One-hundred percent of businesses talk about how important customer service is, how their customers are number one, how much they value their customer relationships. My experience is that, for many businesses, customer service is something to talk about, not do. Only a small percentage of companies make it a primary focus. Here’s a case in point.
Since December, 2007, I have been trying to get a major metropolitan newspaper to deliver a Sunday paper to me. My goal, as I’ve stated to them, is that “I want to wake up when I want on Sunday morning. I would like to make a cup of coffee, open my apartment door, look down and see the newspaper.”
I’m between houses and am renting in an urban area, so what I’ve asked for shouldn’t be a problem, given that distribution is one of the primary functions of a newspaper. Yet, the company’s inability to consistently provide me with a newspaper one day a week has led even their publisher to agree that their performance is unsatisfactory . . . but nothing has changed.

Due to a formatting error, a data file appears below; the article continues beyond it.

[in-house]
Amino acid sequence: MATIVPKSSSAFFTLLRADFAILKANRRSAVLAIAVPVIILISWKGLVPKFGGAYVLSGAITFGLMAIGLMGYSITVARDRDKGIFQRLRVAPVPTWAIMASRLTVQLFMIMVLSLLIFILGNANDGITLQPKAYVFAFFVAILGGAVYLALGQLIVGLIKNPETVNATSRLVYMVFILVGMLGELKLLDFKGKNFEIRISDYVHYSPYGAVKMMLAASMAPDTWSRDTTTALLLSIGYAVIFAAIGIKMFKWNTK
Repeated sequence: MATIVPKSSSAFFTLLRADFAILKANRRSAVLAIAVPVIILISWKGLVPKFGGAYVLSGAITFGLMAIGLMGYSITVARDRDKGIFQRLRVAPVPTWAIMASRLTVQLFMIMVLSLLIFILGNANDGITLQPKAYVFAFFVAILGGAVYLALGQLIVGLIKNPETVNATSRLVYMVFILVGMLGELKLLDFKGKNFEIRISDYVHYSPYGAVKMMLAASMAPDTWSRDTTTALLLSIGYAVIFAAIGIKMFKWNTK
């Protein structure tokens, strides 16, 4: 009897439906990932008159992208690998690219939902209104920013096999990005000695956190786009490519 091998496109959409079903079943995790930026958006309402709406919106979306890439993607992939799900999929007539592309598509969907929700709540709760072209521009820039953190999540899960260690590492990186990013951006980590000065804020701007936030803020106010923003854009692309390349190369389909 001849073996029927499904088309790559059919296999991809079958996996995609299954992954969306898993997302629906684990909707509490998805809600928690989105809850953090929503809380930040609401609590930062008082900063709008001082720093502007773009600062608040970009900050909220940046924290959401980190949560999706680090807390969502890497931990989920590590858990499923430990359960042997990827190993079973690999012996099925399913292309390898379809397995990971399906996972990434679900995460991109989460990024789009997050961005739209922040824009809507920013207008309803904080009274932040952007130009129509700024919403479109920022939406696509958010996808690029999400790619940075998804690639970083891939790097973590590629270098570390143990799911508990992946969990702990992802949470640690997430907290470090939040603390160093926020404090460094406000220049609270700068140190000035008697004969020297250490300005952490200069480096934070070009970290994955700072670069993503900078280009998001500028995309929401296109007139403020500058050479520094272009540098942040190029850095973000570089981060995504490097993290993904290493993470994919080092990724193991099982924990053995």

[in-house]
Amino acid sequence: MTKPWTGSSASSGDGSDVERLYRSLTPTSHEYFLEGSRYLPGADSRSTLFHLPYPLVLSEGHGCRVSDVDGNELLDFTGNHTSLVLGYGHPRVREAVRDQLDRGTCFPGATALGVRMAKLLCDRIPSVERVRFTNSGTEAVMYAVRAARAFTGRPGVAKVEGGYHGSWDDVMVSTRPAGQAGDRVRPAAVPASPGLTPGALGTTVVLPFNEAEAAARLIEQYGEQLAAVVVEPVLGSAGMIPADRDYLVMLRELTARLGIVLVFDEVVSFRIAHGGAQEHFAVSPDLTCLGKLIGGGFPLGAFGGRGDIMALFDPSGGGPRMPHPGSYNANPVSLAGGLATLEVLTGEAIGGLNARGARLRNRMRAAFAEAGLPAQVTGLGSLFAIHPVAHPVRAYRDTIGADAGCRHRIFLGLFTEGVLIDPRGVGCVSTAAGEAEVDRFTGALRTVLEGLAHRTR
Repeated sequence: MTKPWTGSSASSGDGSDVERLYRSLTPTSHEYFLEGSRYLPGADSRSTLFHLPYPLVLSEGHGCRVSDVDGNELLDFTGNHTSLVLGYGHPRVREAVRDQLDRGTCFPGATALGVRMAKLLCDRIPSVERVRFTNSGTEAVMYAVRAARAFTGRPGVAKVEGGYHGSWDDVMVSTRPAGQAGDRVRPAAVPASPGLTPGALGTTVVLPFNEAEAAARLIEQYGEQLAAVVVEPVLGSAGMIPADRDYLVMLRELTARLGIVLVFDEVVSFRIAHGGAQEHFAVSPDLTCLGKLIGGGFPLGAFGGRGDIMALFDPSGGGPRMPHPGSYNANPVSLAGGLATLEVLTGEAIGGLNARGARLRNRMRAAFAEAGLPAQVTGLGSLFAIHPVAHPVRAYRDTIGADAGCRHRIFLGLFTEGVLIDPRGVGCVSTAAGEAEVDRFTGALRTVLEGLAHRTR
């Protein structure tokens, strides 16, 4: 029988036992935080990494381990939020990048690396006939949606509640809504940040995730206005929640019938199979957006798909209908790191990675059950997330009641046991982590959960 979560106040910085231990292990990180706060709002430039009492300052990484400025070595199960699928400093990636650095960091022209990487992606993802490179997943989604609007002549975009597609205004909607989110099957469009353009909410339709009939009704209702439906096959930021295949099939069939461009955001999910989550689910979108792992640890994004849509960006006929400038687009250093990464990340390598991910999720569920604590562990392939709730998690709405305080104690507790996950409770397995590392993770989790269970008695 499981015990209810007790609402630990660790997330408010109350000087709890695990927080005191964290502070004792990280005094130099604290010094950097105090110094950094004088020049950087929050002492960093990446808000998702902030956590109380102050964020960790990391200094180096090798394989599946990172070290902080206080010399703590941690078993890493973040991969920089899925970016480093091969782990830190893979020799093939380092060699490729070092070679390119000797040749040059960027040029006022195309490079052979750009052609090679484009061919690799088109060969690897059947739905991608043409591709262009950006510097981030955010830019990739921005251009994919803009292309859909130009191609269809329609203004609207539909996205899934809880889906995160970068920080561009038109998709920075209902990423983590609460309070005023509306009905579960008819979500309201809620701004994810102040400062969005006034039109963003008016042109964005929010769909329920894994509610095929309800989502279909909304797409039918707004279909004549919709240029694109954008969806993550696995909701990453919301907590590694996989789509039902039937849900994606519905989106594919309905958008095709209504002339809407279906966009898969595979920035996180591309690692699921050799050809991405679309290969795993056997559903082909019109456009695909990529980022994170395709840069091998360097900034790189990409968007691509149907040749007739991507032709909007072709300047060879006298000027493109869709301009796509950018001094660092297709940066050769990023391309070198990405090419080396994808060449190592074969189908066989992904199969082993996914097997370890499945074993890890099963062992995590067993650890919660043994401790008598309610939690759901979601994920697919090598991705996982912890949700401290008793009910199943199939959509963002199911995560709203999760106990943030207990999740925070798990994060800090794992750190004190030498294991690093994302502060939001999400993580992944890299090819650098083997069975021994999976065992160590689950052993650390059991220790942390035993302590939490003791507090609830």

I first subscribed to the paper when I moved to Massachusetts in 1999. On March 9, though, I wrote a letter to the publisher canceling my subscription and asking for an explanation why they couldn’t deliver my paper. Here’s what I wrote:
“I did not receive delivery of my newspaper on the following dates: December 9, December 16, December 30, January 6, January 13, February 10 and March 9. Formal complaints have been filed, promises have been made. Alas, all to no good.